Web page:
Written by Madonna and Alek Keshishian
Directed by Madonna
Starring Abbie Cornish, Andrea Riseborough, James D’Arcy and Oscar Isaac
Wallis Simpson: You and I can only create disaster.
“Disaster” is a word that I’ve heard easily thrown around regarding Madonna’s latest film, W.E.. With the notoriously despised film actress at the helm of the project, it almost seemed like I was hearing the word before people had even seen the film. To deem a Madonna film disastrous is expected, fashionable even. And so, at the first sight of any questionable direction in the film, it would appear that the great majority of the critical world wrote it, and her, off. As negative criticism tends to be more colorful (and more enjoyable to write) and as negative reviews are more fun to read, the hate for W.E. is now rampant. Is it a great film? No, it isn’t. Is it a disaster though? Absolutely not.
W.E. is as stylish as they come. Under the watchful eye of cinematographer, Hagen Bogdanski (THE LIVES OF OTHERS) and production designer, Martin Childs (SHAKESPEARE IN LOVE), it is undeniably sumptuous and rich. The imagery is then elevated to dizzying heights by an equally lustrous score by Abel Korzeniowski (A SINGLE MAN). At times, it can all be a bit much to take, an overdose of exquisite taste and fine furniture of sorts, but Madonna’s guidance is always omnipresent, albeit somewhat heavy-handed. There is a vision though and the dramatic tones she strikes are often quite real and effective. A good director makes choices and Madonna is nothing if not decisive.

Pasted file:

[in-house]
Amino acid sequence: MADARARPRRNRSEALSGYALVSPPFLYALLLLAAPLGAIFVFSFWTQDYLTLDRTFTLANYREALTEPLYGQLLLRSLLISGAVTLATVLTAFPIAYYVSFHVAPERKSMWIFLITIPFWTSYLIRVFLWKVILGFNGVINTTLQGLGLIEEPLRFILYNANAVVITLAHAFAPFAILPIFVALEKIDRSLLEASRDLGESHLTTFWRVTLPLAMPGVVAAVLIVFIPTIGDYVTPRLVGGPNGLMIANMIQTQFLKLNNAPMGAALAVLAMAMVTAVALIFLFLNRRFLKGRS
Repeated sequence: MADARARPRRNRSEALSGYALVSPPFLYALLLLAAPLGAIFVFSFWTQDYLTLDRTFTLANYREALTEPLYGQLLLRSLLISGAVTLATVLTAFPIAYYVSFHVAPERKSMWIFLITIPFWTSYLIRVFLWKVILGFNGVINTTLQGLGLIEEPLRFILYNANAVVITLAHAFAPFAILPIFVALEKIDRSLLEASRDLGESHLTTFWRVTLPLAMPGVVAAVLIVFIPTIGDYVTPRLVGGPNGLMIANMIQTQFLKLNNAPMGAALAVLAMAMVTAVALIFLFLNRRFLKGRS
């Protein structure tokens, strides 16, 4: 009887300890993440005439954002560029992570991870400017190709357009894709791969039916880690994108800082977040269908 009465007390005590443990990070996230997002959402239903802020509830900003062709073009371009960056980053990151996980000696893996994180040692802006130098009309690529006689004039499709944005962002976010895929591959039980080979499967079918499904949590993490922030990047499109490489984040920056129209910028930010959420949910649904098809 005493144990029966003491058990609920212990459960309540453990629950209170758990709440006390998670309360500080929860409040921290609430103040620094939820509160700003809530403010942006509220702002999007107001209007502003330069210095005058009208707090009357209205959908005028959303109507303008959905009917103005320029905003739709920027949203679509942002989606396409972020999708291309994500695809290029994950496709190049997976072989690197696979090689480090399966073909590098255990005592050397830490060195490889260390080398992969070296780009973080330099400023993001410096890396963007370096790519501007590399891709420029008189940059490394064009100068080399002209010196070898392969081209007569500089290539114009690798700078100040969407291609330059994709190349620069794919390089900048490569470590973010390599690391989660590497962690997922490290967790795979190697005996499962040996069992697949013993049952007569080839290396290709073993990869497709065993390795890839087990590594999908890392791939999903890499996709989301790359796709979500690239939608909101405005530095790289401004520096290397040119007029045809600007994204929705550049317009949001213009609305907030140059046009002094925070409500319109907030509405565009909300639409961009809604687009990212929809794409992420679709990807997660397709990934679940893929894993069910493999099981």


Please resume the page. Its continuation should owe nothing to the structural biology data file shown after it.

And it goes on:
The connection between both story lines is a stretch most of the time and eventually goes nowhere at all. That sounds harsh but the cast are all beautiful and compelling so W.E. does engage the viewer in the end. The romantics amongst you could even very easily be swept up in it. Madonna’s decades old preoccupation with championing the plight of women who are despised the world over, in this case Wallis after she stole England’s king (and apparently showed some sympathy towards the Nazis), ultimately distracts her from the task at hand.
For my part, I have no shame admitting that I am a Madonna admirer and that this admiration in turn taints the way I see her work. Still, as a critic, there is a job to be done and I believe I’ve done it here. And so, if I can keep my bias in check, I wonder why others cannot do the same. Besides, if critics really want to see a disastrous Madonna movie, they need only watch her first effort, FILTH AND WISDOM. That’s essentially unwatchable.